The Scientific and Functional and Performance Requirements Documents for the TOM Toolkit project are complete, and were reviewed by an invited panel of community experts in October 2017. As of May 2018, the project has begun hiring for the software engineers who will develop the core libraries and interfaces of the minimum viable product by mid-2019, and the complete product by mid-2020. Figure 3 shows the expected development timeline for the project.

For the Toolkit to be successful, it must of course be adopted by the user community, other observatories and institutions. To increase future user awareness, and to engage them in development, we plan to hold introduction and tutorial sessions at major astronomy conferences and to host a workshop for users to work closely with developers.

Figure 3: Gantt chart for the development of the TOM Toolkit.

6 Conclusions

This project will develop a software toolkit that will enable astronomers to build systems capable of handling the targets, observations and data products of the large-scale follow-up programs that will be necessary in order to fully realise the scientific potential of near-future surveys such as ZTF and LSST. The package will be designed to interface seamlessly with other software tools currently under development, including the ANTARES Broker service, and the telescope facilities joining the Time-Domain Astronomy Network, particularly the LCO Network, SOAR and Gemini.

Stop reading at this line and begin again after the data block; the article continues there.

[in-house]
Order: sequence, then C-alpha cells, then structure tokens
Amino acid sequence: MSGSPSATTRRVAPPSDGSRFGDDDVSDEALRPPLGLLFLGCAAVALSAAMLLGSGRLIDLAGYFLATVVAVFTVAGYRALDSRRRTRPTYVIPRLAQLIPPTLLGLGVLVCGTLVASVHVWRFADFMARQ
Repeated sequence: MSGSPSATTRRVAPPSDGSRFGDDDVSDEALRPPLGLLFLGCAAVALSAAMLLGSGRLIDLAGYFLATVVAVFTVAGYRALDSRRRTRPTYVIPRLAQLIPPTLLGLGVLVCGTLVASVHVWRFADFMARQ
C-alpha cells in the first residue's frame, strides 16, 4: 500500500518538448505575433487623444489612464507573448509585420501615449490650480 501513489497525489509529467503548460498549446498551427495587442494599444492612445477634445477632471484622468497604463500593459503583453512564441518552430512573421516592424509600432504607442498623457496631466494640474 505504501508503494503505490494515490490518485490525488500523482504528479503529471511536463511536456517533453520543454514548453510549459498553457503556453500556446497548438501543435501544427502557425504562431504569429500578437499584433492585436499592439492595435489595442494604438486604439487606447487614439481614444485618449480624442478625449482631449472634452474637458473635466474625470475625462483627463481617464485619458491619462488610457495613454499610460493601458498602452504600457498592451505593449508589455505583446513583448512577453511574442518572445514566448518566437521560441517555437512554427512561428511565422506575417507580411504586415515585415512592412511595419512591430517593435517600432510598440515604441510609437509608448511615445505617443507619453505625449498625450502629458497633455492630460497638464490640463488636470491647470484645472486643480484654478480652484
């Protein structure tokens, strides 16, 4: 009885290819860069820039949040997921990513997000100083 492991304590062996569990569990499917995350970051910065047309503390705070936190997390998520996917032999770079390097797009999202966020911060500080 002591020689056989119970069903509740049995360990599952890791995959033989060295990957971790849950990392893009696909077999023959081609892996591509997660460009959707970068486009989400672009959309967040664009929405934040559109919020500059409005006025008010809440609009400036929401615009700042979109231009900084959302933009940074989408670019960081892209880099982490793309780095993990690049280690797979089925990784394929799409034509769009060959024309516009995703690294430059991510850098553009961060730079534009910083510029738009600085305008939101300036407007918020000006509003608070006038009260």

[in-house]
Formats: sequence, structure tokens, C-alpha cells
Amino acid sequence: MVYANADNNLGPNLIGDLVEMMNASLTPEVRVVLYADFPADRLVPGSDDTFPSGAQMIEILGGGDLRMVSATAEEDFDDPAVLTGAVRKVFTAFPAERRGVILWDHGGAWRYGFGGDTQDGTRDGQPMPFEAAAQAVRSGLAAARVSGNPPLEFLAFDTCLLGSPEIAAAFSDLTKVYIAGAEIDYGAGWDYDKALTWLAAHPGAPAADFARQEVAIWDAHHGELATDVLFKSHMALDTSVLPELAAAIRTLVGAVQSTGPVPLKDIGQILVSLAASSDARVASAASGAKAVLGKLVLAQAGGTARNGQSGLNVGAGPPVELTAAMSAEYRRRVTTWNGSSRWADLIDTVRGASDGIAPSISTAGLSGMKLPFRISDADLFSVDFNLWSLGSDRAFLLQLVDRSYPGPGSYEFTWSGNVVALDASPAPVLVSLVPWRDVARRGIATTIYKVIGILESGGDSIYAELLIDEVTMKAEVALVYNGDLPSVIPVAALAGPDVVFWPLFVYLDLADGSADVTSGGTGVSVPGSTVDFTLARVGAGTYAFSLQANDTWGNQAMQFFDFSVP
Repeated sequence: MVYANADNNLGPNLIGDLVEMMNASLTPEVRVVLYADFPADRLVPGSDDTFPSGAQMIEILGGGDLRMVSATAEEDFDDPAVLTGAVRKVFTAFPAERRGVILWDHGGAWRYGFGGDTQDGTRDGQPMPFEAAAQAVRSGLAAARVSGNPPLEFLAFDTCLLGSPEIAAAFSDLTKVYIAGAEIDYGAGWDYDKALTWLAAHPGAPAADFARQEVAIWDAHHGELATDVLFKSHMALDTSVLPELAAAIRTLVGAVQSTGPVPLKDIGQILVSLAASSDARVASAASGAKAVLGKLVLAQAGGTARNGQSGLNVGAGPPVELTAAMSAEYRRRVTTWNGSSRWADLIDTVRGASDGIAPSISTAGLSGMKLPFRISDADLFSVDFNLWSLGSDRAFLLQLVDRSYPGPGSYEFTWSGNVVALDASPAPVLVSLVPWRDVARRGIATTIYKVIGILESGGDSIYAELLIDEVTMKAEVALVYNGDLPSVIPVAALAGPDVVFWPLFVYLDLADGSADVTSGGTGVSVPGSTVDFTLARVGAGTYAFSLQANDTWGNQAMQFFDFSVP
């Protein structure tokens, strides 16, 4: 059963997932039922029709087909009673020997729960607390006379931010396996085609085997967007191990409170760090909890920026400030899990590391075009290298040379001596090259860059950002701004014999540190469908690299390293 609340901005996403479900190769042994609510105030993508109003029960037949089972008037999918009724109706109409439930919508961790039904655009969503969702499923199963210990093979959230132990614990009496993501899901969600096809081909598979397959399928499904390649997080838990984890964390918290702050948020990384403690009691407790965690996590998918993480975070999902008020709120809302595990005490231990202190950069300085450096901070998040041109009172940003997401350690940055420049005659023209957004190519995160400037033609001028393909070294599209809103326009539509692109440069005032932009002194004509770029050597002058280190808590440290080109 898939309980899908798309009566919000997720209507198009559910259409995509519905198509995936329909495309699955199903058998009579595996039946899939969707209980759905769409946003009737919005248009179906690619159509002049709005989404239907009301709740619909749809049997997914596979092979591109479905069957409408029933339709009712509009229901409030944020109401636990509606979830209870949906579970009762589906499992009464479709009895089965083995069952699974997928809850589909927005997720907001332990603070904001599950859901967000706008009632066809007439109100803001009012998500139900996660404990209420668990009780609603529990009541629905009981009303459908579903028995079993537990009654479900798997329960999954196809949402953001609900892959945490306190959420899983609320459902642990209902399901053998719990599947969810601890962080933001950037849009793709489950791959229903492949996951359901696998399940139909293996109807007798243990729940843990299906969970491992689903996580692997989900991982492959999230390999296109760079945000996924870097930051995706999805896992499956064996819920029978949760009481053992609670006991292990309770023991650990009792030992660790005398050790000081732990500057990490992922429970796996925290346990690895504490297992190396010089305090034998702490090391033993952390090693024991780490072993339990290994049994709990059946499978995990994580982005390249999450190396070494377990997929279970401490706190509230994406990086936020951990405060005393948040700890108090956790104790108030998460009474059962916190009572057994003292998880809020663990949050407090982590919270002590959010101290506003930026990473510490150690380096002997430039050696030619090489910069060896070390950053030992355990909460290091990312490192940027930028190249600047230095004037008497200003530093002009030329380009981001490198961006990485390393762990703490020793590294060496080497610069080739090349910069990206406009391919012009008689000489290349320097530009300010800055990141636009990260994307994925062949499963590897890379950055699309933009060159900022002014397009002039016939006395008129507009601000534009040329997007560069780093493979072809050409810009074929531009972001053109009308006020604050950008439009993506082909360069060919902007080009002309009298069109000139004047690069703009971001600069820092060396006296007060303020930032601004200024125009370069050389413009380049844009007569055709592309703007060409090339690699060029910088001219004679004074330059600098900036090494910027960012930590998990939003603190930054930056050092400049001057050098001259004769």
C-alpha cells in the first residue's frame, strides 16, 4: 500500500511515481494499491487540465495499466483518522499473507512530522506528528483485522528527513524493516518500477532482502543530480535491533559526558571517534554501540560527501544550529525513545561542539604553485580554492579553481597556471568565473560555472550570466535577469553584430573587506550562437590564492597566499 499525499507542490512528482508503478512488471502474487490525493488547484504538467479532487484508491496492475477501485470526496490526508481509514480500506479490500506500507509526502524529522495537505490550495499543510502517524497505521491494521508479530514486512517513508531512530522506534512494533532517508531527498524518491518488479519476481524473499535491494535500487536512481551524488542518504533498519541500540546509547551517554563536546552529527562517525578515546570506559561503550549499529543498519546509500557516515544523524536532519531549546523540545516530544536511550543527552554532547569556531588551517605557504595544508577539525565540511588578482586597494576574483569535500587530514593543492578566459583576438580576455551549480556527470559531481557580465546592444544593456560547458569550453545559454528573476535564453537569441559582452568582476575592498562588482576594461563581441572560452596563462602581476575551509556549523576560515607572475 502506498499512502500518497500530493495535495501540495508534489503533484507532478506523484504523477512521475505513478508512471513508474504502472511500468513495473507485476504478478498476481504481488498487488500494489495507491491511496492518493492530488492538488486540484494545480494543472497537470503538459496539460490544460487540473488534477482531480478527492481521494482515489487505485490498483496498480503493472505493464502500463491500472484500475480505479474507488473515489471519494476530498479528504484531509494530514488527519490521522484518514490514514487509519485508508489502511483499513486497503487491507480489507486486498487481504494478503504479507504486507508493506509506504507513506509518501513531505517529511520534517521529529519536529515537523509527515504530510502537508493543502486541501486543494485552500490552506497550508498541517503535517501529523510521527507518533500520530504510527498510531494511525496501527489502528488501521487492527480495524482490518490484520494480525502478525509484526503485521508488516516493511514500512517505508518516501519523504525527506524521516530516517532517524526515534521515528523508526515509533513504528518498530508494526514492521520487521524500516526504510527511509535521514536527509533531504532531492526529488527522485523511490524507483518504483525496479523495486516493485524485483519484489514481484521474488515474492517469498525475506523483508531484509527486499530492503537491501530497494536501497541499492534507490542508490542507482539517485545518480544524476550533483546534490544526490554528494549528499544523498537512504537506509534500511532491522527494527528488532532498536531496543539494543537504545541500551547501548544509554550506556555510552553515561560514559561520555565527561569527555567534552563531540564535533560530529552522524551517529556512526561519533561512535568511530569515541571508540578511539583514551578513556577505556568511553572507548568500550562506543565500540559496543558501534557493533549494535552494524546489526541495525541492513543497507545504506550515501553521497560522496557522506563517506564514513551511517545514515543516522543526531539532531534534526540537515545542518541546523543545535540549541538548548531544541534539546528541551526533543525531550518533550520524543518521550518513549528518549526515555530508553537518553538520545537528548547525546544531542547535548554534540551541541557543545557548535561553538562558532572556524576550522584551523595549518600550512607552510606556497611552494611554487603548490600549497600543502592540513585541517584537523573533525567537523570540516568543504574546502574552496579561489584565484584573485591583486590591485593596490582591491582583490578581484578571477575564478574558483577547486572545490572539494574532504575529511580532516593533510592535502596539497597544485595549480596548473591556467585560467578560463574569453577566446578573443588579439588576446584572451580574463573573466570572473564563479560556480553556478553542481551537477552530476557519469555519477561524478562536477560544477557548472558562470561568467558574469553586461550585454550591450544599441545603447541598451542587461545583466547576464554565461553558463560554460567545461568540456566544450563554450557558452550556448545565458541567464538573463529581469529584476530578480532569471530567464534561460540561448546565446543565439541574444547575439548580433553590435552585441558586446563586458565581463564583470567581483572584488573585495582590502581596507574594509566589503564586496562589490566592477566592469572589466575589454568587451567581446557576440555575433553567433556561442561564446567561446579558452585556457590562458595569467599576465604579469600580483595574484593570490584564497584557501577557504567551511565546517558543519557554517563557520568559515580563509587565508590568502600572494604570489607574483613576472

Networking telescope facilities in this way holds great potential for optimizing and highly efficient follow-up of a wide range of astronomical phenomena, but it also raises the option to shift some long-established paradigms. For example, should telescope time allocations continue to be made by multiple independent committees, requiring scientists to submit several coordinated proposals, or would a joint committee be beneficial? With the SOAR and Gemini telescopes acting as pathfinders, APIs for observation requests and observatory status information will be developed as a necessary part of coordinating those facilities with the LCO Network. Once completed, these APIs will be published, and discussions invited with other telescope operators to investigate expanding it to support other facilities and instruments.

7 Acknowledgements

This project receives partial support from a generous grant from the Zegar Family Foundation.